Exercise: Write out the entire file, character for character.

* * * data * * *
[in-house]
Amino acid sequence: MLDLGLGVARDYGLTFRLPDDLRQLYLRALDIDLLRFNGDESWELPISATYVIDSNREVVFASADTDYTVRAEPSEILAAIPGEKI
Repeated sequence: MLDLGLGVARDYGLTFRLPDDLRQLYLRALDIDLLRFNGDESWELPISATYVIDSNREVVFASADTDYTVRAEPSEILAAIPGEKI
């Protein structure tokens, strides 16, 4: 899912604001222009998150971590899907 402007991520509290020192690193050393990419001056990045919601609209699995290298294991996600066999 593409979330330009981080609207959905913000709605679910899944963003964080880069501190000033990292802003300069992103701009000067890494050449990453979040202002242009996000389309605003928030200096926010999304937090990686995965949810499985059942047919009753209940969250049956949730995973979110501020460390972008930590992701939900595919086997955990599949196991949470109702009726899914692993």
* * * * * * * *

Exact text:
[in-house]
Amino acid sequence: MLDLGLGVARDYGLTFRLPDDLRQLYLRALDIDLLRFNGDESWELPISATYVIDSNREVVFASADTDYTVRAEPSEILAAIPGEKI
Repeated sequence: MLDLGLGVARDYGLTFRLPDDLRQLYLRALDIDLLRFNGDESWELPISATYVIDSNREVVFASADTDYTVRAEPSEILAAIPGEKI
């Protein structure tokens, strides 16, 4: 899912604001222009998150971590899907 402007991520509290020192690193050393990419001056990045919601609209699995290298294991996600066999 593409979330330009981080609207959905913000709605679910899944963003964080880069501190000033990292802003300069992103701009000067890494050449990453979040202002242009996000389309605003928030200096926010999304937090990686995965949810499985059942047919009753209940969250049956949730995973979110501020460390972008930590992701939900595919086997955990599949196991949470109702009726899914692993």